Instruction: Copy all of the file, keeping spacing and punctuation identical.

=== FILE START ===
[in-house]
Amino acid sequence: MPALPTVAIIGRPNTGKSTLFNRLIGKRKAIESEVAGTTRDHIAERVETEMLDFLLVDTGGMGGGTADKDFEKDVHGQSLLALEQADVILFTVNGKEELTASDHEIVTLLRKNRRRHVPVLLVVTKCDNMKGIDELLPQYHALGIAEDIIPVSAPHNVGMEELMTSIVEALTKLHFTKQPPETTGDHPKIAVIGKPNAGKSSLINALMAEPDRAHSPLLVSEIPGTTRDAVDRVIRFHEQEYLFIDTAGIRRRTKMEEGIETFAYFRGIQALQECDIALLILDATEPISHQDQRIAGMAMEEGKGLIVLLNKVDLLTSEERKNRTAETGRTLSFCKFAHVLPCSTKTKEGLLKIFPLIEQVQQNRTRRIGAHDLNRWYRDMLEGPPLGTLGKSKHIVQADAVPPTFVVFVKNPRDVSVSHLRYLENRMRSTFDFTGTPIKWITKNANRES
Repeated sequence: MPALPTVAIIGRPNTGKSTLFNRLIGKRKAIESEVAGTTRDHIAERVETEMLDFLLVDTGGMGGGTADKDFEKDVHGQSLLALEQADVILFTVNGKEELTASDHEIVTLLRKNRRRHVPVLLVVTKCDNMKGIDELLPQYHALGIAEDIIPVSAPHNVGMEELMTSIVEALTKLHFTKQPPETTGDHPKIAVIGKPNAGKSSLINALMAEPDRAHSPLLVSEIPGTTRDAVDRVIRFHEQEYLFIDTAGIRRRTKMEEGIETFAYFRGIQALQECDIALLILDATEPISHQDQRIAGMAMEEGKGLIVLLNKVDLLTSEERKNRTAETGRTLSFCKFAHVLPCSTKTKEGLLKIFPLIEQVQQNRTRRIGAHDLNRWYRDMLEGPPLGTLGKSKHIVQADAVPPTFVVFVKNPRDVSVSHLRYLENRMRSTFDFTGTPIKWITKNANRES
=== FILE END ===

[in-house]
Amino acid sequence: MPALPTVAIIGRPNTGKSTLFNRLIGKRKAIESEVAGTTRDHIAERVETEMLDFLLVDTGGMGGGTADKDFEKDVHGQSLLALEQADVILFTVNGKEELTASDHEIVTLLRKNRRRHVPVLLVVTKCDNMKGIDELLPQYHALGIAEDIIPVSAPHNVGMEELMTSIVEALTKLHFTKQPPETTGDHPKIAVIGKPNAGKSSLINALMAEPDRAHSPLLVSEIPGTTRDAVDRVIRFHEQEYLFIDTAGIRRRTKMEEGIETFAYFRGIQALQECDIALLILDATEPISHQDQRIAGMAMEEGKGLIVLLNKVDLLTSEERKNRTAETGRTLSFCKFAHVLPCSTKTKEGLLKIFPLIEQVQQNRTRRIGAHDLNRWYRDMLEGPPLGTLGKSKHIVQADAVPPTFVVFVKNPRDVSVSHLRYLENRMRSTFDFTGTPIKWITKNANRES
Repeated sequence: MPALPTVAIIGRPNTGKSTLFNRLIGKRKAIESEVAGTTRDHIAERVETEMLDFLLVDTGGMGGGTADKDFEKDVHGQSLLALEQADVILFTVNGKEELTASDHEIVTLLRKNRRRHVPVLLVVTKCDNMKGIDELLPQYHALGIAEDIIPVSAPHNVGMEELMTSIVEALTKLHFTKQPPETTGDHPKIAVIGKPNAGKSSLINALMAEPDRAHSPLLVSEIPGTTRDAVDRVIRFHEQEYLFIDTAGIRRRTKMEEGIETFAYFRGIQALQECDIALLILDATEPISHQDQRIAGMAMEEGKGLIVLLNKVDLLTSEERKNRTAETGRTLSFCKFAHVLPCSTKTKEGLLKIFPLIEQVQQNRTRRIGAHDLNRWYRDMLEGPPLGTLGKSKHIVQADAVPPTFVVFVKNPRDVSVSHLRYLENRMRSTFDFTGTPIKWITKNANRES